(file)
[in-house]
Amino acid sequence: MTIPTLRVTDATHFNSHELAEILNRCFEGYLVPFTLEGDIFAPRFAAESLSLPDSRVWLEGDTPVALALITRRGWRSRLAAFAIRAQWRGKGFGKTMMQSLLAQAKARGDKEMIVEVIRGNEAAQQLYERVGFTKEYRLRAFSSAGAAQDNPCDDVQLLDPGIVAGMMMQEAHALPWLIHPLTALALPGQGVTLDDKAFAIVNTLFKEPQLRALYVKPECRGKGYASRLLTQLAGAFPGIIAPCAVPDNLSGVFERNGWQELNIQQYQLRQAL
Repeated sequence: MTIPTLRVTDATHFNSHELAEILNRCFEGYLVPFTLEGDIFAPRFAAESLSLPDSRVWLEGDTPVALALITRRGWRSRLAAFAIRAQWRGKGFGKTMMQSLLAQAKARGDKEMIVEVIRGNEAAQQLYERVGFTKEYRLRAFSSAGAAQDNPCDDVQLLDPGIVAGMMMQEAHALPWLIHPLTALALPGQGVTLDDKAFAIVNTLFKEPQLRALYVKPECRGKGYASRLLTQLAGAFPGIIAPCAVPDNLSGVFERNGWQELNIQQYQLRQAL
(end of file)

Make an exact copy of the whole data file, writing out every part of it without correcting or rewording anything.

[in-house]
Amino acid sequence: MTIPTLRVTDATHFNSHELAEILNRCFEGYLVPFTLEGDIFAPRFAAESLSLPDSRVWLEGDTPVALALITRRGWRSRLAAFAIRAQWRGKGFGKTMMQSLLAQAKARGDKEMIVEVIRGNEAAQQLYERVGFTKEYRLRAFSSAGAAQDNPCDDVQLLDPGIVAGMMMQEAHALPWLIHPLTALALPGQGVTLDDKAFAIVNTLFKEPQLRALYVKPECRGKGYASRLLTQLAGAFPGIIAPCAVPDNLSGVFERNGWQELNIQQYQLRQAL
Repeated sequence: MTIPTLRVTDATHFNSHELAEILNRCFEGYLVPFTLEGDIFAPRFAAESLSLPDSRVWLEGDTPVALALITRRGWRSRLAAFAIRAQWRGKGFGKTMMQSLLAQAKARGDKEMIVEVIRGNEAAQQLYERVGFTKEYRLRAFSSAGAAQDNPCDDVQLLDPGIVAGMMMQEAHALPWLIHPLTALALPGQGVTLDDKAFAIVNTLFKEPQLRALYVKPECRGKGYASRLLTQLAGAFPGIIAPCAVPDNLSGVFERNGWQELNIQQYQLRQAL